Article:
School District Approves $2.8B Bond Measure

If approved, San Diegans would pay $66 per $100,000 of their estimated property value

By Lauren Steussy and Diana Guevara
|  Tuesday, Jul 24, 2012  |  Updated 9:39 PM PDT
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School District Approves $2.8B Bond Measure

San Diego voters will now decide whether or not to pay more in their property taxes to provide the San Diego Unified School District with some much-needed funds.

The school board unanimously approved putting a $2.8 billion bond measure on the November ballot on Tuesday evening, a district spokesperson confirmed.

Join the heated conversation about this measure on our Facebook.

The measure is designed to funnel money into campus renovations and technology upgrades. State law mandates that bond measure money cannot be used for teacher or staff salary, however staffing levels should increase if approved, the resolution read.

Supporters of this measure say unlike state education funds that have been cut in the past, this bond would provide financial stability to the school district.

"I just don't think it'd be that well for our future to have uneducated people,” said property owner John Henson.” Jobs depend on it. But I think it's a small investment and I think I'd be for it."

The growing number of charter schools in the district would also receive a hefty portion of the bond measure funds.

"Charter school parents are taxpayers, and as such, any bond measure should inherently include and benefit their children," said Miles Durfee, managing regional director for the California Charter Schools Association. "The Board’s action recognizes that charter schools are important partners with the district in provision of high-quality education choices and opportunities for students in San Diego.”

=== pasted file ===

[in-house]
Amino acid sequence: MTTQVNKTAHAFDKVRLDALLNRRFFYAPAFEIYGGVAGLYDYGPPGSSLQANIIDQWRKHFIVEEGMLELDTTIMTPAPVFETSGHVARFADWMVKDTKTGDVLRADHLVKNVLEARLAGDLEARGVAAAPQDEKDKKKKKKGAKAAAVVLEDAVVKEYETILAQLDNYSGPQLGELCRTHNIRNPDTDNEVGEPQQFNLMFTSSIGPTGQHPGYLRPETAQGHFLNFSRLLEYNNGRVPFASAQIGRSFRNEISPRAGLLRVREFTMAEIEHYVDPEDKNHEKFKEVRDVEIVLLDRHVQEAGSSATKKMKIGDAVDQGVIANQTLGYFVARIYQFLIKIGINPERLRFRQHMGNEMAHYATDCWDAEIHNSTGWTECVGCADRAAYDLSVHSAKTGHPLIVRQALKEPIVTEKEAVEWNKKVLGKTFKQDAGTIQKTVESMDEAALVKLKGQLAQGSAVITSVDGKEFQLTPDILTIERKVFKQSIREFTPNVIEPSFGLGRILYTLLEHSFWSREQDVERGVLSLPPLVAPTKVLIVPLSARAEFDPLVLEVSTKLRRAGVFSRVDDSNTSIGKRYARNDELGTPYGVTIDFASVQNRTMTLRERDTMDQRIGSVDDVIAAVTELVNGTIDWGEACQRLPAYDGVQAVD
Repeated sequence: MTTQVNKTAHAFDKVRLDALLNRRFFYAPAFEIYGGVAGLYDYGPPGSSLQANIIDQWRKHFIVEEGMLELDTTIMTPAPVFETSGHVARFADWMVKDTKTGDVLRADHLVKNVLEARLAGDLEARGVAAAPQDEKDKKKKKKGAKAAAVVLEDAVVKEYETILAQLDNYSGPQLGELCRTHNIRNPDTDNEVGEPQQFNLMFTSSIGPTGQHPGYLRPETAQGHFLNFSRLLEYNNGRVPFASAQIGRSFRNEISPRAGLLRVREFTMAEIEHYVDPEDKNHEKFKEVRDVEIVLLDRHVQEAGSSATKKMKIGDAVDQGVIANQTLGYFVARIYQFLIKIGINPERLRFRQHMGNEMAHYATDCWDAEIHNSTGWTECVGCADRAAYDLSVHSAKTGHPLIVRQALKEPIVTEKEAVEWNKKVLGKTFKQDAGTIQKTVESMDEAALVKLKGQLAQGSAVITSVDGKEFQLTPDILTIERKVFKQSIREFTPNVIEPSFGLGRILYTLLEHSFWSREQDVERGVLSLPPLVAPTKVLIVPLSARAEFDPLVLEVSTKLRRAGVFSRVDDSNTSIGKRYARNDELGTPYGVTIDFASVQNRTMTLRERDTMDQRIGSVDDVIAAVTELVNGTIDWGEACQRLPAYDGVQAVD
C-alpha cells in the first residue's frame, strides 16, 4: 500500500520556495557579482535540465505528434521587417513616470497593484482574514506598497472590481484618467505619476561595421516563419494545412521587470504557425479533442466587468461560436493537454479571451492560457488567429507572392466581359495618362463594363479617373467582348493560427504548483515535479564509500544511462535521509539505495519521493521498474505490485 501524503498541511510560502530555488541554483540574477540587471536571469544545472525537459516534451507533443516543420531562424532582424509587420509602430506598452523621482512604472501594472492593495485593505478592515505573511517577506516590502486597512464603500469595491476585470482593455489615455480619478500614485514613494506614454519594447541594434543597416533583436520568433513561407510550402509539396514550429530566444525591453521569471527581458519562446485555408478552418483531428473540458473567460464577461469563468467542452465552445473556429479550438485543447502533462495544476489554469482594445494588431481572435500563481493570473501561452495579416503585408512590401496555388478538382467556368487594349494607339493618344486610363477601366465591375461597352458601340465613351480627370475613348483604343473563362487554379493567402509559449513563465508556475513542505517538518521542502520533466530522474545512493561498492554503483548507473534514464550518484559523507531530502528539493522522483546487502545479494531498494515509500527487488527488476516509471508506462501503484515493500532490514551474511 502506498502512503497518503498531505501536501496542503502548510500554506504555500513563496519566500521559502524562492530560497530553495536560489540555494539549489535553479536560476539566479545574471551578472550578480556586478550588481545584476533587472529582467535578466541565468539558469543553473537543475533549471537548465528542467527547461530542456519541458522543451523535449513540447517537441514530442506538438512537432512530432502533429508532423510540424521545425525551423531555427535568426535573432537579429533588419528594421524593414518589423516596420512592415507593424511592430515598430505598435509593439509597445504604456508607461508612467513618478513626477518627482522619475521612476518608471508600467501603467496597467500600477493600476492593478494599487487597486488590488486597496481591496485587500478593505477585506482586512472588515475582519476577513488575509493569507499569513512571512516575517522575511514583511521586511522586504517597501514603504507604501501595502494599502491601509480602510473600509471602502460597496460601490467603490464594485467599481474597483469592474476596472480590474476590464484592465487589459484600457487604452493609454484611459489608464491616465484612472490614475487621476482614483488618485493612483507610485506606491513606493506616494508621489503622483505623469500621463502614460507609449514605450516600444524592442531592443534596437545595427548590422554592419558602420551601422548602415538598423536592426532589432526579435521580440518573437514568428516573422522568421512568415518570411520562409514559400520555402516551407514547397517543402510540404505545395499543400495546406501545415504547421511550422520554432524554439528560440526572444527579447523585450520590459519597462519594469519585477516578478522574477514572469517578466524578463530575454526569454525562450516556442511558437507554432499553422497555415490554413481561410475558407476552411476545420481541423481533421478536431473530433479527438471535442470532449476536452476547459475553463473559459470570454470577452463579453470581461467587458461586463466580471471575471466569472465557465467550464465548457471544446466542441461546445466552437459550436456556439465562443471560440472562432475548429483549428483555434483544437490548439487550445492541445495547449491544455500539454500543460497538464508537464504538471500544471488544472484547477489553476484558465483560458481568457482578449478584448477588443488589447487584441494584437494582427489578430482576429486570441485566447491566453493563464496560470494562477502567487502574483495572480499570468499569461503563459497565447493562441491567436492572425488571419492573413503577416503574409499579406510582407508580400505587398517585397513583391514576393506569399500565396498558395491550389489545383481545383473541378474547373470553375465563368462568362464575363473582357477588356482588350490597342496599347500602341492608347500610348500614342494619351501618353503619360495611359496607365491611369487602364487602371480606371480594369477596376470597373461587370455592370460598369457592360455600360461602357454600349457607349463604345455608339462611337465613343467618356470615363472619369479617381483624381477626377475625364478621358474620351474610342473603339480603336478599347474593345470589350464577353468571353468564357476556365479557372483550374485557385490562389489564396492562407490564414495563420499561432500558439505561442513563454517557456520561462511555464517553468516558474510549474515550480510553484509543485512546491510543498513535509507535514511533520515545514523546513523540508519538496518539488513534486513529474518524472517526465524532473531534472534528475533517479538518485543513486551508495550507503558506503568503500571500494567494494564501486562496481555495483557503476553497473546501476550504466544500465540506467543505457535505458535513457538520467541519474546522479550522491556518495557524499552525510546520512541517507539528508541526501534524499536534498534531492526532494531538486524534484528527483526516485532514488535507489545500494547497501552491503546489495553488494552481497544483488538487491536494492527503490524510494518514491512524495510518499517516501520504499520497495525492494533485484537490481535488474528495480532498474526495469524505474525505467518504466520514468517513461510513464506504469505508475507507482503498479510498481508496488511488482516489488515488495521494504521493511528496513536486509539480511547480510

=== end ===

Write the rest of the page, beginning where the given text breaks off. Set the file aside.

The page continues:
The district faces a $122 million deficit going into this school year. Because of that, about 1,500 teachers and employees avoided being laid off after the district and teacher's union scrambled to negotiate an agreement.

The jobs were saved, but the number of school days they'll teach next year largely depends on the passage of another November ballot item -- Proposition 30.

The approved bond measure would help to mitigate some of the effects of the shortfall.

Specifically, urgent repairs to schools will receive the most money from the bond measure at about $649 million. $355 million will go toward new technology for classrooms and students. Special education facilities will get about $19 million.

If voters approve the measure, their property taxes will raise to about $66 per $100,000 of the estimated value of their property for about 30 years.

The money will be held accountable for by an independent committee, and will undergo yearly audits.

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